(Bloomberg View) -- For the first time ever, China is facing a dreaded prospect: the inverted bond yield curve. The phenomenon, in which long-term interest rates sink below short-term interest rates, has caused some consternation among market-watchers, who know it's traditionally a harbinger of recession. The inversion suggests markets expect interest rates to fall eventually as monetary authorities move to stimulate economic activity.
In other countries, the curve is such a reliable indicator of a downturn that the Cleveland Federal Reserve maintains a recession probability measure based on short- and long-term government bond prices. The bank writes that bond yields “predict whether future GDP growth will be above or below average," although it acknowledges that the measure "does not do so well in predicting an actual number, especially in the case of recessions.” In other words, bond yields provide good evidence about the direction of economic growth, if not specific levels.
One needs to be careful about drawing similar conclusions in China, however. For one thing, the central government bond market remains relatively small, while the remaining bond market is overwhelmingly short-term. Government bonds account for roughly a third of the total market, and of those, only a third mature after 2027. These factors, as well as the relative immaturity of the Chinese bond market, defy any strong comparisons to other countries.
What else might explain China's inverted curve, if not an impending recession? For much of this year, banking regulators have focused on addressing financial risks, primarily by reducing leverage. Data indicates that downward pressure on new credit growth was strongest in March and April.
The crackdown has pushed up short-term interest rates and pushed down the prices of financial assets such as stocks, bonds and commodities. Officials are nervous; they want to restrain leverage growth without triggering a fire sale of assets. With surprising regularity, Chinese politicians and regulators have come out and publicly reaffirmed that the financial system remains sound, insisting investors need not fear an uncontrolled plunge in asset prices.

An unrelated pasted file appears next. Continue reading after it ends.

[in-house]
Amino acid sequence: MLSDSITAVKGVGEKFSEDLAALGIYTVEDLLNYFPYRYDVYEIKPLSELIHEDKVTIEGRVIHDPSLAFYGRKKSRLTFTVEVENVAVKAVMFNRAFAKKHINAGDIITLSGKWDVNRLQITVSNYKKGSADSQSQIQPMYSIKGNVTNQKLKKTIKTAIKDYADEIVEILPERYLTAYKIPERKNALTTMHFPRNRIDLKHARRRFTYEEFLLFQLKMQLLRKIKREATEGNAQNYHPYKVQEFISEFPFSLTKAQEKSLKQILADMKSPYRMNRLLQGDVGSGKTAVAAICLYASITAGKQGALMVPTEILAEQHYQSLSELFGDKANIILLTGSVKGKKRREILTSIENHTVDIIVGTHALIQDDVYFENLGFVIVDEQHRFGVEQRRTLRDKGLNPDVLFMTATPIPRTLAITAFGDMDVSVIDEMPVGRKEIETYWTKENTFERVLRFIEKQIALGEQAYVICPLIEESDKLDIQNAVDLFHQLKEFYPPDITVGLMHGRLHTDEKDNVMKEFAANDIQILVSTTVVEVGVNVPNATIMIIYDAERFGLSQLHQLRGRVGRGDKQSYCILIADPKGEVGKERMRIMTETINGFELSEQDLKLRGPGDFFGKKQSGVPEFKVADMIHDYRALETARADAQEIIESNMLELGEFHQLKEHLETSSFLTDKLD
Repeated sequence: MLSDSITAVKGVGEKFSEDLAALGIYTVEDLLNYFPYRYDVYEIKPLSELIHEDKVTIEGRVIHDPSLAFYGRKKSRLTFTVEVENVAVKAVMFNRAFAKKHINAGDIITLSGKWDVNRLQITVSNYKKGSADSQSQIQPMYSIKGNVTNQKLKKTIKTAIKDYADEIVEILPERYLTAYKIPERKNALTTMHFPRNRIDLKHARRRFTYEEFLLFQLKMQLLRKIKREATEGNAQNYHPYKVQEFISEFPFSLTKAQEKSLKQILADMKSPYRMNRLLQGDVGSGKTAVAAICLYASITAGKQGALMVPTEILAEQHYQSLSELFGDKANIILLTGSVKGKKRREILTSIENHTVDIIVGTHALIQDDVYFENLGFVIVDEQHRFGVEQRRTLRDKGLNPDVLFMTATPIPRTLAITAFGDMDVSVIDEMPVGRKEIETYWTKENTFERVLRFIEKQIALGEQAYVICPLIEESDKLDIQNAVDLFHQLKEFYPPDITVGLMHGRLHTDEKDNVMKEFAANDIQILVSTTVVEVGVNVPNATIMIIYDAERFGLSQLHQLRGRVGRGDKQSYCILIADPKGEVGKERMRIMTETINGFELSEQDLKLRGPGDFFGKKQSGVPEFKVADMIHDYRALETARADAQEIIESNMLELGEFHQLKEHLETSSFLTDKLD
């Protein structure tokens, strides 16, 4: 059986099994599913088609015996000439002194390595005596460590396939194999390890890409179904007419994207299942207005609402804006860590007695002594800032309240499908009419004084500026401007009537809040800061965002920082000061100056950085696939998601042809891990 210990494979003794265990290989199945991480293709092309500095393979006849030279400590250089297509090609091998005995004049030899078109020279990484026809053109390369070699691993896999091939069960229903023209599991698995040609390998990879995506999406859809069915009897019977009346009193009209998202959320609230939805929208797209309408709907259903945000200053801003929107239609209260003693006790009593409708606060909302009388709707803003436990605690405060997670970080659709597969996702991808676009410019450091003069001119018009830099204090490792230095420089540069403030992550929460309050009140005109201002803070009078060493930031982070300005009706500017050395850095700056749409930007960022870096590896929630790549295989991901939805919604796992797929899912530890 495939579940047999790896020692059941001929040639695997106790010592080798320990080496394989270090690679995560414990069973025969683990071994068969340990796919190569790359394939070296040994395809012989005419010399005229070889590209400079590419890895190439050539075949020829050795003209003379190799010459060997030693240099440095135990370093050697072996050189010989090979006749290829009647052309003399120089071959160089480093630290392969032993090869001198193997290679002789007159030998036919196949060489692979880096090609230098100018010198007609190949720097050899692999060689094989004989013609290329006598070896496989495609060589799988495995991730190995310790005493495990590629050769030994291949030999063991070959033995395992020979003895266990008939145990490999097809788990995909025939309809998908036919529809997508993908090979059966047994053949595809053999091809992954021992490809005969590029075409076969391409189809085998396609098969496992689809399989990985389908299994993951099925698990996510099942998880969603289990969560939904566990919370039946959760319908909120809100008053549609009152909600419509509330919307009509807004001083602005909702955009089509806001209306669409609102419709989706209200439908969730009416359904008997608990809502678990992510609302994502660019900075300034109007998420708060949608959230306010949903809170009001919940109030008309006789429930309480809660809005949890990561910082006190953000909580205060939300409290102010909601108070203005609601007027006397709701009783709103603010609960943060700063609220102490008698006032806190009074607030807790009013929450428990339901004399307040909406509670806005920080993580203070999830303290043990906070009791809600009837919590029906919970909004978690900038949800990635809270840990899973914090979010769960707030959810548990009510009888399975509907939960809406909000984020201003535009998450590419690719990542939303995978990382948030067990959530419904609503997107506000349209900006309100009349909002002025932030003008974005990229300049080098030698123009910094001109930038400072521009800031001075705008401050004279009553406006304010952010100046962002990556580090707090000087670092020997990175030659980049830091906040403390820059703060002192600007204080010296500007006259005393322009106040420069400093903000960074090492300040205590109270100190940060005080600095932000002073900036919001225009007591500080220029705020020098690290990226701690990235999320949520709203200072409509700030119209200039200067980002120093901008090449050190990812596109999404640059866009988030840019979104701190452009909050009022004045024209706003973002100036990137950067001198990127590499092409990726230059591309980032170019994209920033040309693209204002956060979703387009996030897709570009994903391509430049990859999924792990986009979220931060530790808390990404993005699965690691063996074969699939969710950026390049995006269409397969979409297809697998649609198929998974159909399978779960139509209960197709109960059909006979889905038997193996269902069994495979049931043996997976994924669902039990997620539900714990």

Meanwhile, short-term wealth-management funds hold large amounts of government and corporate bonds in levered fixed-income products. The government crackdown disproportionately impacts the yield curve on the short end of the term structure, pushing up yields in shorter maturities. The fact that long-term rates are more stable doesn't matter: Wealth-management products maturing every six months simply don't buy 30-year government bonds.
This matches closely what we see. Long-dated bond yields have risen much more slowly than the short-term debt yields since the beginning of 2017. For instance, spot yields on two-year government bonds have increased 80 basis points, while 10- and 50-year yields have increased only 54 and 31 basis points, respectively. The inversion in the Chinese bond market stems not from a major fall in long-term yields, but from a large increase in short-term yields.
This has important implications. Perhaps the central question among Chinese investors right now is how long regulators can sustain their game of chicken with levered investors. Thus far, the People's Bank of China has seemed willing to let short-term interest rates -- the primary borrowing tool of investors -- drift upward while providing just enough new liquidity to prevent a major selloff. Yet clearly, long-term investors remain unfazed.
This implies investors believe regulators will ease their deleveraging campaign, allowing short-term rates to come back down. This isn't a bad bet: Historically, while Chinese officials have talked tough about reining in financial risks, they've always blinked when their efforts seem to be threatening growth and asset prices.
If the government is to win its battle with the Chinese market, it needs to reset such expectations. It'll have to run a monetary policy that forces firms to allocate capital more efficiently, and avoid the temptation to revert to easy money flows.
So far, regulators seem to have accepted that asset prices will fall as financing options narrow. But there's more pain ahead: Some 11 percent of shares on Chinese stock markets are pledged for loans, and the profits of steel mills, say, are dependent on prices driven up by highly leveraged shadow banks. China may not be on the verge of recession. That hardly means the path forward is going to be easy.
This column does not necessarily reflect the opinion of the editorial board or Bloomberg LP and its owners.
Christopher Balding is an associate professor of business and economics at the HSBC Business School in Shenzhen and author of "Sovereign Wealth Funds: The New Intersection of Money and Power."
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